- For video gaming addiction: The antidepressant bupropion (brand names: Aplezin, Budeprion, Buproban, Wellbutrin, Zyban) is sometimes used to treat gaming disorders; as with its use in treating some substance use disorders, it can help reduce cravings for gaming.
In addition, several medications are under investigation for the treatment of gambling disorder, but none have been approved by the Food and Drug Administration. And drugs are being developed for treating addictions to stimulants such as cocaine and methamphetamine as well as marijuana addiction, but all are still in the pipeline, reports NIDA. People who are addicted to more than one substance (what are called “poly-drug” users) will need help for each drug they abuse.
Psychotherapy: If you seek medical help for your addiction, it’s very likely that at some point your doctor or another health care professional will suggest counseling. That could mean one-on-one “talk therapy” between you and a therapist, social worker, psychologist, psychiatrist or an addiction counselor. You could also have group therapy (in which you meet and talk with a group of about six to 10 other people, often with the same addiction or issues as you have).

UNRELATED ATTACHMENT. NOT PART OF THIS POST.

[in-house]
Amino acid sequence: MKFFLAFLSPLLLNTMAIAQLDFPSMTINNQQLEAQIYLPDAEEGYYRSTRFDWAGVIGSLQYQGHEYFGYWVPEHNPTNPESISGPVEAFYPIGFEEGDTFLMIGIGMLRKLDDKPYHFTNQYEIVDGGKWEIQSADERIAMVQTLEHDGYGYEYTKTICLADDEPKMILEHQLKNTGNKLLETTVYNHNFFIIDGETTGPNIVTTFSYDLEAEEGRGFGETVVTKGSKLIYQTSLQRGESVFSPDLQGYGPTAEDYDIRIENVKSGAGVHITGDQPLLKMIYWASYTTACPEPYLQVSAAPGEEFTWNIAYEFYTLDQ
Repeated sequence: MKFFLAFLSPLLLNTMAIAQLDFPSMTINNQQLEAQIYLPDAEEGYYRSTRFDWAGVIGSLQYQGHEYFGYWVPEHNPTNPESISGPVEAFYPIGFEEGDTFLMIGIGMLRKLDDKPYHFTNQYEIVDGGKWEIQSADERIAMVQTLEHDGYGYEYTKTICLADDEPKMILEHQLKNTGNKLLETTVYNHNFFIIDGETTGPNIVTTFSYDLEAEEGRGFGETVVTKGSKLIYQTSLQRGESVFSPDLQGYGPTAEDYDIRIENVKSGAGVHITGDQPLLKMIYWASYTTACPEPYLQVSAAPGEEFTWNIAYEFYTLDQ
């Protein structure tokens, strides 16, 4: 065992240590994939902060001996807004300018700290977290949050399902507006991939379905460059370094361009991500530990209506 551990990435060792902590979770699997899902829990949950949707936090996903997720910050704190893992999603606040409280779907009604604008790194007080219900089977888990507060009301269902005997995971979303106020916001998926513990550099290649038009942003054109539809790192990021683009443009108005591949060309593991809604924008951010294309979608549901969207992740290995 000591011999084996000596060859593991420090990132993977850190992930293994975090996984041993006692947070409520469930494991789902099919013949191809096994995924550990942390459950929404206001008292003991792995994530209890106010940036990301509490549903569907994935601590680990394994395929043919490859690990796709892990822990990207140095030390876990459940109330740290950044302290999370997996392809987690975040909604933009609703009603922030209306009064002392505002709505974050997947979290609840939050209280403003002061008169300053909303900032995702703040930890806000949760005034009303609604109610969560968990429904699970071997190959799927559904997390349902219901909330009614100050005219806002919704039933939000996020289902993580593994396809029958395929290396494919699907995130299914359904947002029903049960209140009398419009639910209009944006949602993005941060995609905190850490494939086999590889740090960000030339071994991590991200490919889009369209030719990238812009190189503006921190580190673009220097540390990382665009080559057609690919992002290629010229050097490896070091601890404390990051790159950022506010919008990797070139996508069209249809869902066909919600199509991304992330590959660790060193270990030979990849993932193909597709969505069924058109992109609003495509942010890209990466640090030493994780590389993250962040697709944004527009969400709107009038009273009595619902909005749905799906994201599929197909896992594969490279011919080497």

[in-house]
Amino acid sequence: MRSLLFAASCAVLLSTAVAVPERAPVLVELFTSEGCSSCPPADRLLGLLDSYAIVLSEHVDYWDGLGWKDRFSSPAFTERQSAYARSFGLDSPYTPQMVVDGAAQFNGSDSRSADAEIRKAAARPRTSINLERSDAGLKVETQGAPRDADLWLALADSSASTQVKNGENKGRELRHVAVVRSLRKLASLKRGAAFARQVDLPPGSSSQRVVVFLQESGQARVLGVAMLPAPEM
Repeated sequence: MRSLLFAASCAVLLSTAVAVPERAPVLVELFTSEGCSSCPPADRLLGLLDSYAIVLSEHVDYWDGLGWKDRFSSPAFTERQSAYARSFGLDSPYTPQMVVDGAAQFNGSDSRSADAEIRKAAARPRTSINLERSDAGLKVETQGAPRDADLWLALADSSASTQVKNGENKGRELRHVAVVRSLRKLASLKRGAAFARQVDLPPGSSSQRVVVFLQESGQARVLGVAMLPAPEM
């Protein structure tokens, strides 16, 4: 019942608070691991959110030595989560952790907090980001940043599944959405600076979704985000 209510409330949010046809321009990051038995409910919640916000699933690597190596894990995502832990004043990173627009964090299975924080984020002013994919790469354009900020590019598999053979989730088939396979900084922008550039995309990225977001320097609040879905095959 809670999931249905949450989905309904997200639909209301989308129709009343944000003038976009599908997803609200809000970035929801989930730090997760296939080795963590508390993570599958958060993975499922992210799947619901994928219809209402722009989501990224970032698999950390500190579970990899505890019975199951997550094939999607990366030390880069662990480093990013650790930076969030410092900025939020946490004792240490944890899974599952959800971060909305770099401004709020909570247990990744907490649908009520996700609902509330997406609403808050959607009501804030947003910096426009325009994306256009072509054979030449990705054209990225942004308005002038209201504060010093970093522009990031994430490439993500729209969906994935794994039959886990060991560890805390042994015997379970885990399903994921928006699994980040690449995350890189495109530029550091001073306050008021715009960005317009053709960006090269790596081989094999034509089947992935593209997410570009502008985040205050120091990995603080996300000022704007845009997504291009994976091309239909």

Your treatment plan could include other types of therapy, too, and the approach that’s used could change over time. For instance, in the beginning the work you do in counseling sessions may focus on recognizing your triggers and stopping them and finding ways to soothe yourself when you feel anxious or upset. When your recovery is better established, you and your therapist may then turn to exploring your past in more depth. As with any other part of your treatment regimen, how counseling works will be unique to you and your path to recovery.
Here are some of the more common, and more successful, approaches to counseling when it comes to treating addiction:
Cognitive Behavioral Therapy (CBT): CBT is a very popular treatment approach for mental disorders and also for both substance and behavioral addictions. CBT focuses on questioning and changing negative and unproductive thoughts and beliefs in order to improve behavior and emotions that lead to addictive tendencies. If you do opt to use counseling as part of your treatment, it’s very likely that your therapist will incorporate CBT.
Dialectical Behavioral Therapy (DBT): Sometimes patients need more support and acceptance to overcome addiction and other problems that stem from a difficult childhood or trauma. In Dialectical Behavioral Therapy, the clinician lets a patient know when a behavior or belief is unhealthy, while always offering total acceptance. DBT follows a standard protocol: At every session, the patient reports the problems he or she faced in the previous week. The therapy attempts to teach the addict strategies and coping skills for dealing with life’s difficulties while being mindful to react to situations in the present and not to layer on problems of the past.
Motivational Interviewing: In this type of psychotherapy, a counselor helps an addict to gradually feel more capable of making positive changes in his or her life.